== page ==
Chicago a leader in energy conservation
By Paul Tooher
The Chicago metro area is among the national leaders when it comes to developing and implementing policies that encourage the efficient use of energy in a community.
That’s the conclusion of a report recently issued by the American Council for an Energy Efficient Economy, that ranked the Windy City ninth out of 34 of the most populous cities it studied.
According to the ACEEE, energy efficiency may be the cheapest, most abundant, and most underutilized resource for local economic and community development. The council argues that investments in energy efficiency can save money for households, businesses and local governments in addition to creating create local jobs. Improved energy efficiency can also improve the livability of a metro area.
The ACEEE produced a city scorecard based on policies and actions taken to improve energy efficiency in cities. The study looked at local government operations, community-wide energy-saving initiatives, building codes that encourage the efficiency of energy and water utilities and the efficiency of local transportation.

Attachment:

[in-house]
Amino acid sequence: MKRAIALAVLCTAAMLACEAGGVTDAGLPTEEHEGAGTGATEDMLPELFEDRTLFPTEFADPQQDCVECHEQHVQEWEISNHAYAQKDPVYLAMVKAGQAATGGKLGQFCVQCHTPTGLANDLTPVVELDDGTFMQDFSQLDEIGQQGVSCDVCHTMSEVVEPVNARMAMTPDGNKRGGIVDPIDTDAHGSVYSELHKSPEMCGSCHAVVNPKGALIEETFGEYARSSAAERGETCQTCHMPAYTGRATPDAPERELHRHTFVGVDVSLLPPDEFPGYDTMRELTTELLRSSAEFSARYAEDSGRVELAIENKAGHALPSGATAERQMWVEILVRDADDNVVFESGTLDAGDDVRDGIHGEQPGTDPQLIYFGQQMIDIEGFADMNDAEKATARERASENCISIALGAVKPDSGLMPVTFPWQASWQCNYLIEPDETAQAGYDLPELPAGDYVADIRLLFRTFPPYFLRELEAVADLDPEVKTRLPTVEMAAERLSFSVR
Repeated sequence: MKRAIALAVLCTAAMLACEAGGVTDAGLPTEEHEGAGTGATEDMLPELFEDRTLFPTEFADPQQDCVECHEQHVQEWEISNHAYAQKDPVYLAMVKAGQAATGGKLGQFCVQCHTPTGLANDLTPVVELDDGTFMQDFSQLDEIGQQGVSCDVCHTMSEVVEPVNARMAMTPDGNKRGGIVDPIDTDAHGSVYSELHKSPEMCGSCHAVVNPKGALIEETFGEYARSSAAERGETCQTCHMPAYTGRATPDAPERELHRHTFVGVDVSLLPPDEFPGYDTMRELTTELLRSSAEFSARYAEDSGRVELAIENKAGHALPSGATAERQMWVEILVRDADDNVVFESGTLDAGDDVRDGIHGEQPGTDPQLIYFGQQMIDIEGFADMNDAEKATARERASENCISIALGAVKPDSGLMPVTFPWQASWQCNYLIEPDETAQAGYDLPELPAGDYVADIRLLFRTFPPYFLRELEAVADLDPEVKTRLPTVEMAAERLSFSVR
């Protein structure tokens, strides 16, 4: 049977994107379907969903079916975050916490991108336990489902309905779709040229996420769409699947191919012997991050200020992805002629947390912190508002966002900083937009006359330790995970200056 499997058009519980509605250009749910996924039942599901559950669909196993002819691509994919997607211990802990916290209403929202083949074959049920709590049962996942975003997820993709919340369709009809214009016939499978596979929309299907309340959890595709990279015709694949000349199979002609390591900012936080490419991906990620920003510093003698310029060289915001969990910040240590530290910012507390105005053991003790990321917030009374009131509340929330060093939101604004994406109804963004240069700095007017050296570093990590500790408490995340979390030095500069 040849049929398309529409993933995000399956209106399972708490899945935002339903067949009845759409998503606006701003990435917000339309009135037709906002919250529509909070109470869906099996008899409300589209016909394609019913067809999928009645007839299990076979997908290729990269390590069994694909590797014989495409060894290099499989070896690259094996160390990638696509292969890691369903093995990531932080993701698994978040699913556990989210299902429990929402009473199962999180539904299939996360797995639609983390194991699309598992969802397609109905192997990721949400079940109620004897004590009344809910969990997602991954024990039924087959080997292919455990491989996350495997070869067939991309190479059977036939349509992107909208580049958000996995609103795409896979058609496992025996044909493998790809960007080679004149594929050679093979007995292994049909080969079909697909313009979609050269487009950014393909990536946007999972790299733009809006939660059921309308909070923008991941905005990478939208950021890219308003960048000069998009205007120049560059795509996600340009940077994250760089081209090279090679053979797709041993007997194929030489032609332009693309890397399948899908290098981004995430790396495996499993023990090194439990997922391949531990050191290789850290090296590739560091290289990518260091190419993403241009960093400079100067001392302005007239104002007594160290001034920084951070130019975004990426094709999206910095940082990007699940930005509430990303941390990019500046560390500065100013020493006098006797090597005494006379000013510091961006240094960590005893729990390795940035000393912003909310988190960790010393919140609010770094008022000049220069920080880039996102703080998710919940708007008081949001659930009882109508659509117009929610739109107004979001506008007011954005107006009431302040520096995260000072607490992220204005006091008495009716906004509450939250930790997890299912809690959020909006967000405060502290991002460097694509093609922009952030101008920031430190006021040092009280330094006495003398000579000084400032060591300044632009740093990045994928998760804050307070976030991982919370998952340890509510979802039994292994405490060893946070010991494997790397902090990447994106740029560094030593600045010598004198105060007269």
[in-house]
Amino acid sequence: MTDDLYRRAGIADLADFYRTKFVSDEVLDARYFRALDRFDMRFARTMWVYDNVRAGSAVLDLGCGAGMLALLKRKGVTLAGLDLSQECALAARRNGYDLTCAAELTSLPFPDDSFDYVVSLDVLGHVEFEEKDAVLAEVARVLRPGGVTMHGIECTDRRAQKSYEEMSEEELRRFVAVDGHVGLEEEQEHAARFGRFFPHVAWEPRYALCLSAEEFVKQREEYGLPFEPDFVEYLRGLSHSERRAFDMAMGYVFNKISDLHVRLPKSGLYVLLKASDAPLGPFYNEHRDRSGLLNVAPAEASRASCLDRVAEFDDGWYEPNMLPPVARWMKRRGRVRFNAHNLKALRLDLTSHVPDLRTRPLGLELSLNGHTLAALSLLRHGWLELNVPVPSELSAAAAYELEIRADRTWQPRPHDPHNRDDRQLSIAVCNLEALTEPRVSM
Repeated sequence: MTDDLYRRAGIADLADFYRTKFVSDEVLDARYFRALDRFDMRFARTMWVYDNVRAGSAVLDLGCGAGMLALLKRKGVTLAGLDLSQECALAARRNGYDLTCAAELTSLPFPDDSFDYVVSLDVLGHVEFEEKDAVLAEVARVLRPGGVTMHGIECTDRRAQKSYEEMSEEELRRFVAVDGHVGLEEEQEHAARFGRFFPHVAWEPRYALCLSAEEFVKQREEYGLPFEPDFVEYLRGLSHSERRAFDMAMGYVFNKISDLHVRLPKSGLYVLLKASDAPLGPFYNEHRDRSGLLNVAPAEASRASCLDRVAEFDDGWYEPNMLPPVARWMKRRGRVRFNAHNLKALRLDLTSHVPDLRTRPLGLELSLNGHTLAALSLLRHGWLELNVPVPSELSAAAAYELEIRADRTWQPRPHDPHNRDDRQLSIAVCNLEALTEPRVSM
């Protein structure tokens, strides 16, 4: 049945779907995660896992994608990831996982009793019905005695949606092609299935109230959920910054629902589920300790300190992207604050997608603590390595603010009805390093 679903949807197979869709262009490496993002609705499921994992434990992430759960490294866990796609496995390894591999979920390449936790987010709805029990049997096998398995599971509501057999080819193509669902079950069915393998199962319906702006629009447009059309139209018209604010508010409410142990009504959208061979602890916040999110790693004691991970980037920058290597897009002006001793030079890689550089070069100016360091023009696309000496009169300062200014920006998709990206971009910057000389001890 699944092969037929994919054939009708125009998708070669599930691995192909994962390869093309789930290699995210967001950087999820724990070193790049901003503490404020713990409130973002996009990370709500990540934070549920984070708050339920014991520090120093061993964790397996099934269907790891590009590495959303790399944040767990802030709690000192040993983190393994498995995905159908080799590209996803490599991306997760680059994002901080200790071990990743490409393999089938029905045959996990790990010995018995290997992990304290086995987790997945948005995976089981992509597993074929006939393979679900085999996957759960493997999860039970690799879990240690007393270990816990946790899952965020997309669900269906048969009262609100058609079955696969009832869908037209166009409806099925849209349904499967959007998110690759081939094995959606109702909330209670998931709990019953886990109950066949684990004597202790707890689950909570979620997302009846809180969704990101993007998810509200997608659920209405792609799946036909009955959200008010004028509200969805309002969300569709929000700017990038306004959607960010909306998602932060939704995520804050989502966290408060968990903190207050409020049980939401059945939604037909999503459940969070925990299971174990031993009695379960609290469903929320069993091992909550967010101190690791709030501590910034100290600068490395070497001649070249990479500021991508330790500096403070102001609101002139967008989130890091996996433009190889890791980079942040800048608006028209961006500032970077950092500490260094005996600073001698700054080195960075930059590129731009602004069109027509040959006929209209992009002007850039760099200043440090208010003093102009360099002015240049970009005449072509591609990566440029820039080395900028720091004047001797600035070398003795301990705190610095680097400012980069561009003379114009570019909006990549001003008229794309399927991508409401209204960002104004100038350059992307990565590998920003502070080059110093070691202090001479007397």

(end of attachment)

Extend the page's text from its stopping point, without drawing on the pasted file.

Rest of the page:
Boston achieved the highest overall ranking on the ACEEE’s scorecard, with 76.75 points out of a possible 100. The report specifically noted the city’s community-wide programs and utility partnerships.
Chicago was followed by Portland, Ore., New York City, San Francisco and Seattle.
Chicago had an overall score of 54.75 and ranked highest in the area of community initiatives. The ACEEE found the city had “strong energy-savings goals in place for local government and community through the Sustainable Chicago Agenda” and “requires home energy use information to be disclosed in real estate listings.”
But Chicago’s lowest ratings were in the area of buildings and transportation. The ACEEE advised that more needed to be done to “adopt and implement an energy use rating and reporting policy for large buildings” as well as “better coordinate transportation and land use planning, and improve zoning and incentives to encourage bike, transit and pedestrian-friendly development.”
Cities doing the least to encourage energy efficiency include Tampa, Fla.; Charlotte, N.C., the second largest financial center in the nation; Memphis; Detroit; and Jacksonville, Fla., in last place.
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